Cleartext mail credentials?

KGhaleonKGhaleon Member Posts: 1,347
Recently I ran Cain on my companies network(with their knowledge, of course) and noted that I could *VERY* easily sniff out POP3 username and passwords within seconds. Is this something they can correct or is there something we can do to prevent this?

KG
Present goals: MCAS, MCSA, 70-680

Comments

  • Vask3nVask3n Member Posts: 517
    I believe the solution to cleartext mail communication was S/MIME, but I may be wrong.
    Working on MS-ISA at Western Governor's University
  • keatronkeatron Security Tinkerer Member Posts: 1,213 ■■■■■■□□□□
    Vask3n wrote:
    I believe the solution to cleartext mail communication was S/MIME, but I may be wrong.

    This is one solution. Just know that you'll have to set up a certificate server or use a third party (RSA, Verisign, etc..).
  • KGhaleonKGhaleon Member Posts: 1,347
    So I'm assuming that this activity is normal, or should I go out of my way to fix it? It was over a wireless signal, which was the issue. I'm not concerned with employees...but then again...

    KG
    Present goals: MCAS, MCSA, 70-680
  • sprkymrksprkymrk Member Posts: 4,884 ■■■□□□□□□□
    KGhaleon wrote:
    So I'm assuming that this activity is normal, or should I go out of my way to fix it? It was over a wireless signal, which was the issue. I'm not concerned with employees...but then again...

    KG

    Your company is passing clear text usernames and passwords over wireless? icon_eek.gif
    Research wireless best business practices and implement some security just as quick as you can. And I would be VERY concerned about employees...
    All things are possible, only believe.
  • KGhaleonKGhaleon Member Posts: 1,347
    Well, the wireless has WPA encryption...I'm just saying that POP3 packets with cleartext username and passwords are being found and it worried me.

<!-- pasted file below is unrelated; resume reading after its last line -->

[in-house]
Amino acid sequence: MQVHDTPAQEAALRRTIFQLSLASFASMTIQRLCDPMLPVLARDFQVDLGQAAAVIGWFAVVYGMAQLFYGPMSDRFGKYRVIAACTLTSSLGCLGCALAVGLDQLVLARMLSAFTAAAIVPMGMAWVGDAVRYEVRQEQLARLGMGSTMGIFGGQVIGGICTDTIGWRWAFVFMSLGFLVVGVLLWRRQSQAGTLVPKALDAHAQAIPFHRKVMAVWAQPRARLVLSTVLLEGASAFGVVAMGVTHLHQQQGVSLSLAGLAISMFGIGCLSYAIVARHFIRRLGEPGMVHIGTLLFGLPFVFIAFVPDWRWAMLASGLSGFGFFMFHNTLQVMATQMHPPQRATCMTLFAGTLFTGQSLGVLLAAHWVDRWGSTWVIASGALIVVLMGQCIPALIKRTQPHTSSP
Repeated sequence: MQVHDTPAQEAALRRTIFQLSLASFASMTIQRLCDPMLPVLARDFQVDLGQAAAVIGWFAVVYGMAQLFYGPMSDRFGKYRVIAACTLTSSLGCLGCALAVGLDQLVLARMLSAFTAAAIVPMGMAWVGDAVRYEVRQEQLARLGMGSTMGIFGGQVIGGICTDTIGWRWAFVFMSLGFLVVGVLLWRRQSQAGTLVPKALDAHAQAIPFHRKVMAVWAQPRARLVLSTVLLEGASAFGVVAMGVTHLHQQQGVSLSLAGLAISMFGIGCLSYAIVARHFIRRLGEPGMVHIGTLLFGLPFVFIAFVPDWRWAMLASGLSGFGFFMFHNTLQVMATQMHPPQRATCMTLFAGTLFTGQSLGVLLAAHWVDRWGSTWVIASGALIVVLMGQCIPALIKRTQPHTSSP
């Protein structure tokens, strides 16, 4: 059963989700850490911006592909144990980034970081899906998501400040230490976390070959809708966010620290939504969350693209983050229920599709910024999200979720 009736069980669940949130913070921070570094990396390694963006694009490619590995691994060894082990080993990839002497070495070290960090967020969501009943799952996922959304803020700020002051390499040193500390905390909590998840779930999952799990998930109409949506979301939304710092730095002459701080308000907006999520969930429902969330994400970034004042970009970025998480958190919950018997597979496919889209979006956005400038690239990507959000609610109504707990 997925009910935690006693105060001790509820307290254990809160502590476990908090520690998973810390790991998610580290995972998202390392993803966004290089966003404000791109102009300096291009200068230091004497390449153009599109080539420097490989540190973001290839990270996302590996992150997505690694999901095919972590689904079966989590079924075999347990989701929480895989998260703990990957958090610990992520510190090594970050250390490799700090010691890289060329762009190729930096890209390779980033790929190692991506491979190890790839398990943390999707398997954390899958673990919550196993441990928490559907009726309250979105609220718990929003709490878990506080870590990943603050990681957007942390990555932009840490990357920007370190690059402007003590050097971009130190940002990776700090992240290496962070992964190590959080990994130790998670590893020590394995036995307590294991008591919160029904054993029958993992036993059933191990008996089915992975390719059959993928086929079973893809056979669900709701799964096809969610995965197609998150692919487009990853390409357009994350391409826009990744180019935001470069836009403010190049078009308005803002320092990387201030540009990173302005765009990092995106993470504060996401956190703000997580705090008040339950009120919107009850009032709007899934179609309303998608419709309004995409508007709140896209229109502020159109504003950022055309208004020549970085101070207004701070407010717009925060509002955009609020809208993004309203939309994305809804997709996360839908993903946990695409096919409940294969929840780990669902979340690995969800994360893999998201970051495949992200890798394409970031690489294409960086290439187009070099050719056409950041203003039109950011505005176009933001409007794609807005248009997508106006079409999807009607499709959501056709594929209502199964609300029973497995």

KG
    Present goals: MCAS, MCSA, 70-680
  • SieSie Member Posts: 1,195
    Well, the wireless has WPA encryption

    WPA can still be cracked much harder to do but can be. Last thing i read i think explained how it worked but required an authenticated client to 'reconnect' to the LAN.

    Though i could be wrong icon_lol.gif
    Foolproof systems don't take into account the ingenuity of fools
  • JDMurrayJDMurray MSIT InfoSec, CISSP, SSCP, GSEC, EnCE, C|EH, CySA+, PenTest+, CASP+, Security+ Surf City, USAAdmin Posts: 11,890 Admin
    WPA and WPA2 generate a new encryption key at a predetermined interval that all the connected clients and access points in a BSSID must use. If the regen interval is very small, say one or two hours, a cracker may not have enough time to discover the encryption key before a new one is created and put into use by the wireless network. It's an implementation of the rule "change all your passwords and change them often."
  • drakhan2002drakhan2002 Member Posts: 111
    Do you have any PCI data floating across email? PCI is stuff like credit card information, CCV, etc. If so, or you don't know, you should talk to whomever in your organization that deals with PCI. According to the PCI, all credentials *must* be encrypted in transit - even over an internal network. PCI is rather viral in the sense that it further states that systems "attached to" systems processing credit card information must comply to PCI.